Babies are deep and peaceful sleepers, so could copying their night-time routine help us sleep like a baby too?
‘Babies thrive on routine; they are mini people and, just like us, they like to know what’s coming next,’ says Amanda Peters (opens in new tab), maternity practitioner and Ergobaby ambassador.
So, while many of us still enjoy a bath before bed, can other things work too? In the name of research, I tested four different bedtime routines in search of a perfect night’s sleep…
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1. Adult swaddling
Popular in Japan, wrapping yourself up tightly can make you feel secure. ‘Swaddling enables a more continuous slumber due to womb resemblance,’ says Amanda. But it can have an adverse effect. ‘There are suggestions this relieves anxiety in adults, but the evidence is not clear and some people find it a burden,’ warns Dr Chris Etheridge (opens in new tab).
The verdict: It stopped me reaching for my phone for ‘one final check’ while drifting off, but I was boiling by 2am!
2. Bedtime stories
Research found that one in 10 of us think a children’s book can help us feel settled. ‘Reading can cue your body that it’s time to sleep,’ says Dr Etheridge. But, as young children, people would read to us. Could that be key? ‘Some people find an audiobook helps them get to sleep quicker and for longer,’ says Dr Etheridge.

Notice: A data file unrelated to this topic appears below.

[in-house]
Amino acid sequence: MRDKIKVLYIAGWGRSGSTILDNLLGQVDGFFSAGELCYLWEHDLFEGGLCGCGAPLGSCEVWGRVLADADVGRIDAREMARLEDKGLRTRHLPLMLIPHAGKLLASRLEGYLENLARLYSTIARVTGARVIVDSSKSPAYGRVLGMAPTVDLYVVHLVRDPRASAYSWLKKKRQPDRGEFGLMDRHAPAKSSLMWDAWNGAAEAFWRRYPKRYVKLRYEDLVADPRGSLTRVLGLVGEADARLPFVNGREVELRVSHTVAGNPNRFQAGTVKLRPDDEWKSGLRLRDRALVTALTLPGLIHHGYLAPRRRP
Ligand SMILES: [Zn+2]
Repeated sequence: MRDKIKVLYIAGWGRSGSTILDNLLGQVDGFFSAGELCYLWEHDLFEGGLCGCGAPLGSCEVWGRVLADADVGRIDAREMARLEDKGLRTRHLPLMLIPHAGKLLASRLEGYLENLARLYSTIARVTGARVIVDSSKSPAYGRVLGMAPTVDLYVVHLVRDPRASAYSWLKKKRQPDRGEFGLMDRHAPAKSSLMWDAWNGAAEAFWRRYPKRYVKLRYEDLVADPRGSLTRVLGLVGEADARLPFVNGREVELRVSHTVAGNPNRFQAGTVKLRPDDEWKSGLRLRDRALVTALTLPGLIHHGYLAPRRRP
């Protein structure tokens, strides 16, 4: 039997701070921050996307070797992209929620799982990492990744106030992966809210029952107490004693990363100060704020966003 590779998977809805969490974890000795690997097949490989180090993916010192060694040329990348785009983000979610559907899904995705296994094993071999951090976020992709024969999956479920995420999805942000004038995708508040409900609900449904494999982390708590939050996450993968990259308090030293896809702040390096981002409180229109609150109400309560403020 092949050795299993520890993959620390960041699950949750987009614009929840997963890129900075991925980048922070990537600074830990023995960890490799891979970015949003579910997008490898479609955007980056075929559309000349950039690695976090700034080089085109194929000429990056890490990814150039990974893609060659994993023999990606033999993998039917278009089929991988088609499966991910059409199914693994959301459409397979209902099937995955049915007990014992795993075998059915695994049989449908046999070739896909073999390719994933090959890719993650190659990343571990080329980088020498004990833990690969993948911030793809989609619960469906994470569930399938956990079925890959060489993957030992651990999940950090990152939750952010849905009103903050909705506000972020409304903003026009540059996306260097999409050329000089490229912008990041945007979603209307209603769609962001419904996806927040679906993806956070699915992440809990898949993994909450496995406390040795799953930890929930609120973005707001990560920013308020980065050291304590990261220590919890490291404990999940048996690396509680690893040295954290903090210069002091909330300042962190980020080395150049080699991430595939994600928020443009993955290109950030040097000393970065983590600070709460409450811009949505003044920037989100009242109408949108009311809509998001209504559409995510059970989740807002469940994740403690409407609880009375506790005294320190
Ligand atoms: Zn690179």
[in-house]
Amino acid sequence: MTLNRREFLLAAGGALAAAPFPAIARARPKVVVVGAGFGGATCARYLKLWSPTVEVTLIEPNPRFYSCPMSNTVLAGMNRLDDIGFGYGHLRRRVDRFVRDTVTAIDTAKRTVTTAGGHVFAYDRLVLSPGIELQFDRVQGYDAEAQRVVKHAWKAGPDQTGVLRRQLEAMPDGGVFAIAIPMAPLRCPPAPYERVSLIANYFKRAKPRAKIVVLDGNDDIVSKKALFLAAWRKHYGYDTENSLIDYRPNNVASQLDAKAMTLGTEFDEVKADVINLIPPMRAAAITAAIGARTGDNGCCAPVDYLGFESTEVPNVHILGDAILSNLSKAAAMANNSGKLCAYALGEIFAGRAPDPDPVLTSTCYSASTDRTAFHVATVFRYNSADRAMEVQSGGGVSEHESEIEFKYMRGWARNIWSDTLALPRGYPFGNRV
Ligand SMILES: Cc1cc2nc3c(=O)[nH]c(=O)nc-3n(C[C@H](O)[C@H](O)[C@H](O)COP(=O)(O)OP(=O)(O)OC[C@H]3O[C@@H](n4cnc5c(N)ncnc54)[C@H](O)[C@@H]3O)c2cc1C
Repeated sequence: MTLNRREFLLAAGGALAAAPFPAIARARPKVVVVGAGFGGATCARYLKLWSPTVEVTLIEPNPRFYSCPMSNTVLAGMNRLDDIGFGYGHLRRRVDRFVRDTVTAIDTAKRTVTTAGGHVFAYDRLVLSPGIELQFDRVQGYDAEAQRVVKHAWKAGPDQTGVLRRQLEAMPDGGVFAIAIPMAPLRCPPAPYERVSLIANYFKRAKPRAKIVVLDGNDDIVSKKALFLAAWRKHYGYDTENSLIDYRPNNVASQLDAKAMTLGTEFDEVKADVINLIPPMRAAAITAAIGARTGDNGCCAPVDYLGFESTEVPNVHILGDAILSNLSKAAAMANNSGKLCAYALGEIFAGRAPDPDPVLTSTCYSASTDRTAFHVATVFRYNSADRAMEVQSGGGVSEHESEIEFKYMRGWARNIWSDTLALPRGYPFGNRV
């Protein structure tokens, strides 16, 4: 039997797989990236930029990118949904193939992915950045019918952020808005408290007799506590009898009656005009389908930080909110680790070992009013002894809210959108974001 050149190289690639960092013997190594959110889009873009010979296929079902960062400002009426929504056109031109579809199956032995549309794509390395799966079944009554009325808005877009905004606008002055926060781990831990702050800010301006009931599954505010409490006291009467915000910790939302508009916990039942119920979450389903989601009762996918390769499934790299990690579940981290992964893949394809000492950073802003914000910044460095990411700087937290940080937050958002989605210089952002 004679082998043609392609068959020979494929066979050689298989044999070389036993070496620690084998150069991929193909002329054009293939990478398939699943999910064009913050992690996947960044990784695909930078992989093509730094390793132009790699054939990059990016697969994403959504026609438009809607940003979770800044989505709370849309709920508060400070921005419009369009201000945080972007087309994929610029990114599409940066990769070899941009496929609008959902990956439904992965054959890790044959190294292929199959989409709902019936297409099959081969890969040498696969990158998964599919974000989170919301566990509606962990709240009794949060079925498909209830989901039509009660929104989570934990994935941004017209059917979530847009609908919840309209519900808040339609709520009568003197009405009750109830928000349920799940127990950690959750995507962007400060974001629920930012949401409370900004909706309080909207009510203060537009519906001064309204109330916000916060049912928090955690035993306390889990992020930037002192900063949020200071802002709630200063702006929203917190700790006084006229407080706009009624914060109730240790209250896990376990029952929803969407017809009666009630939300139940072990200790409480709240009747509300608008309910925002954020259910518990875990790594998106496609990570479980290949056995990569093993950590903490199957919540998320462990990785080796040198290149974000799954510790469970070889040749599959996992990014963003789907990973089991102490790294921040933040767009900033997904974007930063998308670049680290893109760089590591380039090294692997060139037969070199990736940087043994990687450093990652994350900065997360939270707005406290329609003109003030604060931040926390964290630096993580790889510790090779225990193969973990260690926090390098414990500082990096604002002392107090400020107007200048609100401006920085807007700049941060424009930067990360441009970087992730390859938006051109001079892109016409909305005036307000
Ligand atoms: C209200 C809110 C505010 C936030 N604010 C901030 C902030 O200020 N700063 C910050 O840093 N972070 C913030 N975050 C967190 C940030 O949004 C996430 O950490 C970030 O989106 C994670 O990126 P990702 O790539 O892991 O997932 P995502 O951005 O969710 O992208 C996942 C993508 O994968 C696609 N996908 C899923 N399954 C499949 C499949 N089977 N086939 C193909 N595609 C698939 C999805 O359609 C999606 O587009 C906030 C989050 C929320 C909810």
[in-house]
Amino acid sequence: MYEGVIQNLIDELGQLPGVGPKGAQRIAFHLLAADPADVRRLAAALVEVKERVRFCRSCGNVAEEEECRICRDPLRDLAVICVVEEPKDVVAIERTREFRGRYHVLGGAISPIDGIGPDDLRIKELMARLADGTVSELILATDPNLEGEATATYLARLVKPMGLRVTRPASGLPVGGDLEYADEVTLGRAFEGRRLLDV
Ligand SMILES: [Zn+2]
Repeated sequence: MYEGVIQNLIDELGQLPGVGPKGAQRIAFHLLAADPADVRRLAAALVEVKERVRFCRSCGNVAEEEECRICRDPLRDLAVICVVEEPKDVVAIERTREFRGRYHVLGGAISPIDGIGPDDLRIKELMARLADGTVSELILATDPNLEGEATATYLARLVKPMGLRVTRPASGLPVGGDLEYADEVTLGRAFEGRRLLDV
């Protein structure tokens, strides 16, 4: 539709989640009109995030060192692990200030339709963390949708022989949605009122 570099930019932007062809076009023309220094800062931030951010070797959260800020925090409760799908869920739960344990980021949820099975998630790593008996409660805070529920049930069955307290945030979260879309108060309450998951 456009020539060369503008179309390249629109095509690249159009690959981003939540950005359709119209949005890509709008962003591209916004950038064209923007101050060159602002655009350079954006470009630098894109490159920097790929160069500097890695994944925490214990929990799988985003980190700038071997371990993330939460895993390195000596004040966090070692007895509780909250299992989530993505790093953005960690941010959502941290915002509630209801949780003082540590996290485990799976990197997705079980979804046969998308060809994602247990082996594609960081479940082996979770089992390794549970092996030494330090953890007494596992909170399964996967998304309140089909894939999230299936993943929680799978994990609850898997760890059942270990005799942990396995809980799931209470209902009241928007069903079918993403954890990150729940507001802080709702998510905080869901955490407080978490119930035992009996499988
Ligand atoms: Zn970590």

The verdict: An audiobook felt like a treat (although wearing earphones to avoid waking the rest of the house was annoying).
3. Warm milk
Milk contains two nutrients, L-tryptophan and melatonin, that are widely believed to help induce sleep - although researchers believe the effect is largely psychological rather that physical. Nevertheless, a mug before bedtime helps many drop off - and some famous faces even go one step further.
'Some celebrities have talked about sucking on a bottle of milk to help them sleep,’ says Dr Etheridge. ‘But there’s no evidence of it working.’
The verdict: Warm milk before bed did feel comforting, but it also made me get up in the night to go to toilet!
4. White noise
A randomised trial found that 80% of newborns fell asleep within five minutes of hearing white noise. ‘Some people swear by white noise machines as they block out loudness from outside – creating consistent sound, which helps you to stay asleep,’ says Dr Etheridge.
The verdict: I used app Sound Sleeper (opens in new tab), but - as with the audiobook - wearing the headphones became annoying.
Currently Wellbeing Editor across several women's titles including Woman&Home, Woman and Woman's Own, Faye has worked in the magazine industry for over 15 years. She has previously interviewed celebrities for the Fit&Well brand. Having previously been the go-to sex columnist for Now magazine, there isn't much she won't discuss when it comes to women's health - which is important, as Faye's a firm believer that feeling good on the outside starts from within.
Faye’s fitness routine is more focussed on finding inner balance rather than burning excess calories – think mindfulness, power breathing, yoga and plenty of walking in nearby woodlands rather than a sweaty HIIT class. Having been vegetarian for almost two decades, Faye’s also passionate about eating well. She currently swears by her daily mix of probiotics, vitamin D and B12 to help boost energy instead of sugary treats.
Out of the office, Faye loves to binge-watch Netflix documentaries, plan cruise holidays and talk incessantly to anyone who will listen about how much cats rule. And you'd be surprised how long that can last!
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